Last Week of Classes

You know it’s that time of year again when…

1. You spot a student toting around a liter bottle of Mountain Dew and a styrofoam cup.

2.  There are suddenly no open seats in the library.

3.  Facebook whining abounds.

4.  Pajama pants are the new jeans.

5.  Procrastinating on one paper consists of working on another.

6.  You cannot talk about everything you still have to do without the seven people nearest to you jumping down your throat, bewailing seminars and presentations and cumulative exams.

7.  The line at the coffee shop is a mile long, especially after 9 p.m.

8.  The library begins to offer free five minutes massages, and turns the poetry room into a sanctuary of meditation and smelly oils.

9.  The expressions on people’s faces, once you get past the red eyes and pale cheeks, are identical: a healthy combo platter of frenzied, weary, and grimly resigned.



Everybody pray.

The Hazards of Crafting

We didn’t go Black Friday shopping, per se.  Mom and I patrolled Grand Avenue in St. Paul, where we did some (utterly justifiable, I tell you!) damage at Pottery Barn, Patina, and at Garrison Keillor’s Common Good Books (new location).  We may have also made an unrecorded Caribou Coffee stop, and we may have had to return ten minutes after leaving to retrieve mom’s sunglasses.

We swung home in the late afternoon to pick up my sister, who was back from her Target shift.  She’s currently taking an introductory clothing design/construction class at UW Madison, and needed to go to the fabric warehouse to pick up supplies for her final project.

I am not a crafty person, my friends.  There was an embroidery phase in middle school, and a knitting phase in high school, but both were short-lived, and neither produced particularly exemplary results.  To me, then, this scene looked rather bleak, and bordered on terrifying:


The labyrinth of fleece.

Tassels the likes of which I’ve never seen. If Quasimodo ever decides to do some remodeling in the belfry, I think these would serve him well.

Taken before being nudged out of the way by a woman who clearly respected the subtle distinction between cotton 111 and cotton 112 (a magnifying glass was produced for color confirmation).

“Why so cheap?” Holly wondered, peering dubiously over the rim of the barrel. The plastic circles glinted ominously, and Holly quickly decided that there must be something buried beneath, something that fed on the fingers of unsuspecting crafters. Just then, her sister Amy thrust her hand into the barrel. “Noooooooooo!” Holly screamed, not pausing even as two women in green smocks dragged her toward the exit.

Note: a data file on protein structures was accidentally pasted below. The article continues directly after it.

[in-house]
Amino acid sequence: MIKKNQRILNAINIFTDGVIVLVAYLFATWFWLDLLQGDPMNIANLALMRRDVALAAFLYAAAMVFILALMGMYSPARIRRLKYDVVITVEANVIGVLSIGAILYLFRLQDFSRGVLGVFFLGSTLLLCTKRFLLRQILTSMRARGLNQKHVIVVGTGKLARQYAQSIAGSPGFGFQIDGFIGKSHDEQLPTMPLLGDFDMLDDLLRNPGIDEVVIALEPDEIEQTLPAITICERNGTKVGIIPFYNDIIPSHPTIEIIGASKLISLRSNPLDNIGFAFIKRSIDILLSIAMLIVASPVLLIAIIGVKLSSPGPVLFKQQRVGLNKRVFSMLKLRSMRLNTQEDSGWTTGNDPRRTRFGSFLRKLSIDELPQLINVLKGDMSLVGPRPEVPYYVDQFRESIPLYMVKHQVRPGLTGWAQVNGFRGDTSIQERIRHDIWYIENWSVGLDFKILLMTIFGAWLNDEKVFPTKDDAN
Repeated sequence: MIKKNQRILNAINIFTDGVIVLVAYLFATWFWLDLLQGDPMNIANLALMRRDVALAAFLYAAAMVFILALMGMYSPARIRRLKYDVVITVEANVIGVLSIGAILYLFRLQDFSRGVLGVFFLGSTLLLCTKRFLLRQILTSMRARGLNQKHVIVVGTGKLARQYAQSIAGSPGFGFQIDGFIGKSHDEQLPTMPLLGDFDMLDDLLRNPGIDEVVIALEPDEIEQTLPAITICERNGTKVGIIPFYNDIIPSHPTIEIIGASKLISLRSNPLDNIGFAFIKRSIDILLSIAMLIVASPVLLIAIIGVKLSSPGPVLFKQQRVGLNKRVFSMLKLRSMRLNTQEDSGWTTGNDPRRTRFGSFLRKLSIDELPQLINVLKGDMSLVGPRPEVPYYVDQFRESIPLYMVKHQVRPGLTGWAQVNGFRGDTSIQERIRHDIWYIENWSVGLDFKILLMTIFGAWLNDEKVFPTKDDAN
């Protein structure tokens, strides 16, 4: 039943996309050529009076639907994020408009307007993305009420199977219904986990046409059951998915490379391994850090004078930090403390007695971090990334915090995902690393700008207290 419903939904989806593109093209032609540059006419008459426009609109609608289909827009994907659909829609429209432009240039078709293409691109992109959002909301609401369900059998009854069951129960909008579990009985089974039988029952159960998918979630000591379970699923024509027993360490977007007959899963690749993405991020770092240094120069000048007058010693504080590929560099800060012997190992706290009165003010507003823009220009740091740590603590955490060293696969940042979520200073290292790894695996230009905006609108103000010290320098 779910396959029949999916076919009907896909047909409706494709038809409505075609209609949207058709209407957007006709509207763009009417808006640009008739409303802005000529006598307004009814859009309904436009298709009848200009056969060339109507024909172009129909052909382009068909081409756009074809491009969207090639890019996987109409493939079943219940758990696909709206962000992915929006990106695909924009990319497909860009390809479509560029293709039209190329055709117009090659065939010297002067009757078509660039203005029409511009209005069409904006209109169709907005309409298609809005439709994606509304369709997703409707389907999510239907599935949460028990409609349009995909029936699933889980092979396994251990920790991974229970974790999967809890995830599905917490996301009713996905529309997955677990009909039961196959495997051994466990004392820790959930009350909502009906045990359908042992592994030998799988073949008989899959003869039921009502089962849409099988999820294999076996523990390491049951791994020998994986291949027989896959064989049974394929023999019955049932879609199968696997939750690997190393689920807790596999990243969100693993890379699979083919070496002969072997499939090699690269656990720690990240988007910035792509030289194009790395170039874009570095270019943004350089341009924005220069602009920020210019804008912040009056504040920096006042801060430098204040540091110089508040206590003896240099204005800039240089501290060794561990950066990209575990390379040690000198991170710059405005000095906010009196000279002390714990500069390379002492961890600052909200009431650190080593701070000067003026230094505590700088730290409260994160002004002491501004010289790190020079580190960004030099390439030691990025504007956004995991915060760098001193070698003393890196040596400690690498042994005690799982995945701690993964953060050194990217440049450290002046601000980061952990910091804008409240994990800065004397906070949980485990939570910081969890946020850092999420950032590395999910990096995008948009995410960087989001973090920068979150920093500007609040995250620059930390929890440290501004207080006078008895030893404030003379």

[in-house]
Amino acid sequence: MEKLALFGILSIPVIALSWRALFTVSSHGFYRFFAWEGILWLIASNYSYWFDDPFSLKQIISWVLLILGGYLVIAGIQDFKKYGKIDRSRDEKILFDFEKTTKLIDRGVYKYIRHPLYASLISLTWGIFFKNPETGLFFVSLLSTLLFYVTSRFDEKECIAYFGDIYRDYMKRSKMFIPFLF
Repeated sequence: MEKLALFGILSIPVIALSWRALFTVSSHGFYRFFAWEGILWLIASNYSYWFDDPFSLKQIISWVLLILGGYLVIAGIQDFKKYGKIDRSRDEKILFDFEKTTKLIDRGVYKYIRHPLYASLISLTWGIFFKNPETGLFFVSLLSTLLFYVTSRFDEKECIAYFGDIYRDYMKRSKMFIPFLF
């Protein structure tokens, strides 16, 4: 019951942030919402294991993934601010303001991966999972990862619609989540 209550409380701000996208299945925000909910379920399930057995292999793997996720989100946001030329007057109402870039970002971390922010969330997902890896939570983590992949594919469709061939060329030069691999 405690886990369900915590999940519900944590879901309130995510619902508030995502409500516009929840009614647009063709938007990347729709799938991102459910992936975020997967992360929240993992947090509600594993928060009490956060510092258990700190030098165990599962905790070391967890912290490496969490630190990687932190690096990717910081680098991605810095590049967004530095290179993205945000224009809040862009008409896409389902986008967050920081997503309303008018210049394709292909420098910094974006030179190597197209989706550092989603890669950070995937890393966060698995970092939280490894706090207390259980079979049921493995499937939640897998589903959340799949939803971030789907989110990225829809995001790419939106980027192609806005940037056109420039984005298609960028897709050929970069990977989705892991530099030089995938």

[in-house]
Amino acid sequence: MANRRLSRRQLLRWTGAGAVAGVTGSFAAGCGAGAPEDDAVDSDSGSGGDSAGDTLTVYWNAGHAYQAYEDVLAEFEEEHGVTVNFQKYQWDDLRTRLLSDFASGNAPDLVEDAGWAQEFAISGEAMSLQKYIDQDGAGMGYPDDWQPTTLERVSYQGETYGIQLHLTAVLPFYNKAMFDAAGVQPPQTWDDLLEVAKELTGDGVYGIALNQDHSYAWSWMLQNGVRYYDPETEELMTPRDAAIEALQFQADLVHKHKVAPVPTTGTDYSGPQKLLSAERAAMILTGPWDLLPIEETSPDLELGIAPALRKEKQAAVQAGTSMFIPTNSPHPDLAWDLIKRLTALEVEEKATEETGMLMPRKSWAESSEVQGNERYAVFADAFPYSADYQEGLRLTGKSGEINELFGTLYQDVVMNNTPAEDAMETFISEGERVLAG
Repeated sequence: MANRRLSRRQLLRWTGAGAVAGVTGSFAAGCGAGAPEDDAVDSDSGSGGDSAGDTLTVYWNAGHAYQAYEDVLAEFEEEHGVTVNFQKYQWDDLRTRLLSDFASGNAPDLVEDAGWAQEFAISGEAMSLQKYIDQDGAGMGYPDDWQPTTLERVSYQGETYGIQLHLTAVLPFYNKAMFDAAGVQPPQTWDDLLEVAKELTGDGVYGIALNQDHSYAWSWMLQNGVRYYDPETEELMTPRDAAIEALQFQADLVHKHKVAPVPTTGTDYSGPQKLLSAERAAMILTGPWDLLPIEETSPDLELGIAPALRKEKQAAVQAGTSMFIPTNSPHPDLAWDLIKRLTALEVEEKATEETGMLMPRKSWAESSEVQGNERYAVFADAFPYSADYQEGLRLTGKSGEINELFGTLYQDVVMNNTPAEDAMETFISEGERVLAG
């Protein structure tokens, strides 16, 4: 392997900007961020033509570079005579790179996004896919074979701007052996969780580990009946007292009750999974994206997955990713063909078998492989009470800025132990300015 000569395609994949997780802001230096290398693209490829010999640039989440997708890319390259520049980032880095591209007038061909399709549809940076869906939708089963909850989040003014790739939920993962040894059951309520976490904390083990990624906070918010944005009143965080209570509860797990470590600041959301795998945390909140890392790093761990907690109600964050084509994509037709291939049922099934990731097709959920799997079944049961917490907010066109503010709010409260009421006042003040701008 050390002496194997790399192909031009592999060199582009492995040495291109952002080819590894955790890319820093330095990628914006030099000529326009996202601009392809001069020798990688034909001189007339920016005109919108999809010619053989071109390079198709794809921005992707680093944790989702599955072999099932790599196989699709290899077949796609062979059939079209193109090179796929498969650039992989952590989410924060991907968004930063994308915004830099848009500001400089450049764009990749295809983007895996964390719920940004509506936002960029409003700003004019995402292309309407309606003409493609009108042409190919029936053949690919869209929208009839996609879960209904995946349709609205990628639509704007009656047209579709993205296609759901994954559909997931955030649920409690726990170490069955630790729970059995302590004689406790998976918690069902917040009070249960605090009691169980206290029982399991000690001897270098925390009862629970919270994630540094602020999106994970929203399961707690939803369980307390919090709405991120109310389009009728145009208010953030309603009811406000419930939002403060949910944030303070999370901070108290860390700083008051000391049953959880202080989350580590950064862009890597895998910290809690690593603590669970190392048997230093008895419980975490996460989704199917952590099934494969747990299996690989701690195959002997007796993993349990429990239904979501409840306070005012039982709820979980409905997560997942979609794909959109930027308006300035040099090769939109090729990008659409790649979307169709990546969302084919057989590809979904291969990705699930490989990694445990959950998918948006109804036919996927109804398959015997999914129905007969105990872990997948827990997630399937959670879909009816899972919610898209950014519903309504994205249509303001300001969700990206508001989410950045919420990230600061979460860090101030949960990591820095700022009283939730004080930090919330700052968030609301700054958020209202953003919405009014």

In Which I Fail to Emulate Caesar

This morning, I woke up at 7:30.  It wasn’t a yawn, stretch, admire my flowing golden locks in the mirror kind of morning, either.  It was a groan, open one eye, consider burrowing back into bed kind of morning.  Eventually, I found the courage to put my feet on the floor (mostly, mind you, because I look forward to my morning oatmeal like a seven-year-old looks forward to Christmas).  Snatching the blanket from the foot of my bed, I fashioned a toga of sorts over my sweats, wrapping it across one shoulder and under one armpit.  Without any Caesarian dignity, I descended the stairs and ambled into the kitchen.

Jordan was there, drinking coffee in his calm way.  He’s a morning person.  Apparently, the toga and under-eye circles spoke for me, because he quickly poured me a cup.  Then he asked, with the kind of earnestness I cannot summon until at least noon, if I would shave his neck.

“Natalie cut my hair last night, but she didn’t have a razor, so my neck is a little scrappy.”

In the bathroom, he smeared his neck with shaving cream, and I proceeded to scrape at it with a dull razor, pulling over and over against the fine hairs that refused to budge.  Eventually, it was clear that the cause was lost.